Summary Against Modern Thought: Divine Providence Does Not Exclude Free Will

Summary Against Modern Thought:  Divine Providence Does Not Exclude Free Will

Previous post.

God exists. And, as promised, so does your freedom of will!


1 From this it is also evident that providence is not incompatible with freedom of will.

2 Indeed, the governance of every provident ruler is ordered either to the attainment, or the increase, or the preservation of the perfection of the things governed. Therefore, whatever pertains to perfection is to be preserved by providence rather than what pertains to imperfection and deficiency.

Now, among inanimate things the contingency of causes is due to imperfection and deficiency, for by their nature they are determined to one result which they always achieve, unless there be some impediment arising either from a weakness of their power, or on the part of an external agent, or because of the unsuitability of the matter. And for this reason, natural agent causes are not capable of varied results; rather, in most cases, they produce their effect in the same way, failing to do so but rarely.

Now, the fact that the will is a contingent cause arises from its perfection, for it does not have power limited to one outcome but rather has the ability to produce this effect or that; for which reason it is contingent in regard to either one or the other. Therefore, it is more pertinent to divine providence to preserve liberty of will than contingency in natural causes.

3 Moreover, it is proper to divine Providence to use things according to their own mode. Now, the mode of acting peculiar to each thing results from its form, which is the source of action. Now, the form whereby an agent acts voluntarily is not determined, for the will acts through a form apprehended by the intellect, since the apprehended good moves the will as its object.

Now, the intellect does not have one form determined to an effect; rather, it is characteristic of it to comprehend a multitude of forms. And because of this the will can produce effects according to many forms. Therefore, it does not pertain to the character of providence to exclude liberty of will.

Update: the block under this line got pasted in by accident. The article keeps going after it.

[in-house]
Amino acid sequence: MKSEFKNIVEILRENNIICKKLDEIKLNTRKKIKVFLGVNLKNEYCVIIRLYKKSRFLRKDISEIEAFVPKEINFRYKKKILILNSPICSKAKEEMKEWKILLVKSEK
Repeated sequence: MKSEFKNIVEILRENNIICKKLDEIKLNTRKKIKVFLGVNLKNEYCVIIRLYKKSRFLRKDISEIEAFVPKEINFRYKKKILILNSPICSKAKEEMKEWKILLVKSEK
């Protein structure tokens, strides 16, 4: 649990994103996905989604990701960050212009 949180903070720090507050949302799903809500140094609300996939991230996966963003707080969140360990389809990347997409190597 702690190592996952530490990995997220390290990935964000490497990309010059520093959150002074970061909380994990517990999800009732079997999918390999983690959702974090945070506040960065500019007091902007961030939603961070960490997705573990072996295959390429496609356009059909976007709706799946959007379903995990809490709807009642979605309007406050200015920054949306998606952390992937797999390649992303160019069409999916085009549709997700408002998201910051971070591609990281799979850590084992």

Notes This implies the removal of imagination, perhaps through ignorance, limits the options of the will.

4 Besides, by the governance of every provident agent the things governed are led to a suitable end; hence, Gregory of Nyssa says of divine providence that it is the “will of God through which all things that exist receive a suitable end.” But the ultimate end of every creature is to attain the divine likeness, as we showed above. Therefore, it would be incompatible with providence for that whereby a thing attains the divine likeness to be taken away from it. Now, the voluntary agent attains the divine likeness because it acts freely, for we showed in Book One [88] that there is free choice in God. Therefore, freedom of will is not taken away by divine providence.

5 Again, providence tends to multiply goods among the things that are governed. So, that whereby many goods are removed from things does not pertain to providence. But, if freedom of will were taken away, many goods would be removed. Taken away, indeed, would be the praise of human virtue which is nothing, if man does not act freely. Taken away, also, would be justice which rewards and punishes, if man could not freely do good or evil. Even the careful consideration of circumstances in processes of deliberation would cease, for it is useless to dwell upon things that are done of necessity. Therefore, it would be against the very character of providence if liberty of will were removed.